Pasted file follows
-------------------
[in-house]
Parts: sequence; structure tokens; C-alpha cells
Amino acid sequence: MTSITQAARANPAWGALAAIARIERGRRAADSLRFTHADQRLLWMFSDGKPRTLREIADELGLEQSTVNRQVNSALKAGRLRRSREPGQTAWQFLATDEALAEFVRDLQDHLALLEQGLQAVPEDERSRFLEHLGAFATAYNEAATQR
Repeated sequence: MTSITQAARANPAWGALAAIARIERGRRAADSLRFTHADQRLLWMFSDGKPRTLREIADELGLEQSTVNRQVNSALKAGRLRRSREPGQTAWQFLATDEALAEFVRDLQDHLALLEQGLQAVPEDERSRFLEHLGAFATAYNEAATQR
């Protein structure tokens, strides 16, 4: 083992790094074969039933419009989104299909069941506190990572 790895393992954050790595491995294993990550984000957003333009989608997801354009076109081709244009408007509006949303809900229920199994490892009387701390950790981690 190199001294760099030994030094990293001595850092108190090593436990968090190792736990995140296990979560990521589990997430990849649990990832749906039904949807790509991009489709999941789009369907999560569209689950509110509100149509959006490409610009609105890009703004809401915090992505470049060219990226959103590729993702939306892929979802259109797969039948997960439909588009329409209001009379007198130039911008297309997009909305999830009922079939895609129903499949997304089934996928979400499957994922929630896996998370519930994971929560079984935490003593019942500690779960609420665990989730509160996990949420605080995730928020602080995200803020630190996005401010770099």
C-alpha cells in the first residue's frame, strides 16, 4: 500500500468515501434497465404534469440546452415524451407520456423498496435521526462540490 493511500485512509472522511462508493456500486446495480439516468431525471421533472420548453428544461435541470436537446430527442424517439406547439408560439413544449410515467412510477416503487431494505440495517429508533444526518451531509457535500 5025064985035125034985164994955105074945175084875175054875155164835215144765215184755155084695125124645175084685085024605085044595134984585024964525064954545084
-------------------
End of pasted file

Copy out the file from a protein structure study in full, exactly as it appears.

[in-house]
Parts: sequence; structure tokens; C-alpha cells
Amino acid sequence: MTSITQAARANPAWGALAAIARIERGRRAADSLRFTHADQRLLWMFSDGKPRTLREIADELGLEQSTVNRQVNSALKAGRLRRSREPGQTAWQFLATDEALAEFVRDLQDHLALLEQGLQAVPEDERSRFLEHLGAFATAYNEAATQR
Repeated sequence: MTSITQAARANPAWGALAAIARIERGRRAADSLRFTHADQRLLWMFSDGKPRTLREIADELGLEQSTVNRQVNSALKAGRLRRSREPGQTAWQFLATDEALAEFVRDLQDHLALLEQGLQAVPEDERSRFLEHLGAFATAYNEAATQR
């Protein structure tokens, strides 16, 4: 083992790094074969039933419009989104299909069941506190990572 790895393992954050790595491995294993990550984000957003333009989608997801354009076109081709244009408007509006949303809900229920199994490892009387701390950790981690 190199001294760099030994030094990293001595850092108190090593436990968090190792736990995140296990979560990521589990997430990849649990990832749906039904949807790509991009489709999941789009369907999560569209689950509110509100149509959006490409610009609105890009703004809401915090992505470049060219990226959103590729993702939306892929979802259109797969039948997960439909588009329409209001009379007198130039911008297309997009909305999830009922079939895609129903499949997304089934996928979400499957994922929630896996998370519930994971929560079984935490003593019942500690779960609420665990989730509160996990949420605080995730928020602080995200803020630190996005401010770099």
C-alpha cells in the first residue's frame, strides 16, 4: 500500500468515501434497465404534469440546452415524451407520456423498496435521526462540490 493511500485512509472522511462508493456500486446495480439516468431525471421533472420548453428544461435541470436537446430527442424517439406547439408560439413544449410515467412510477416503487431494505440495517429508533444526518451531509457535500 5025064985035125034985164994955105074945175084875175054875155164835215144765215184755155084695125124645175084685085024605085044595134984585024964525064954545084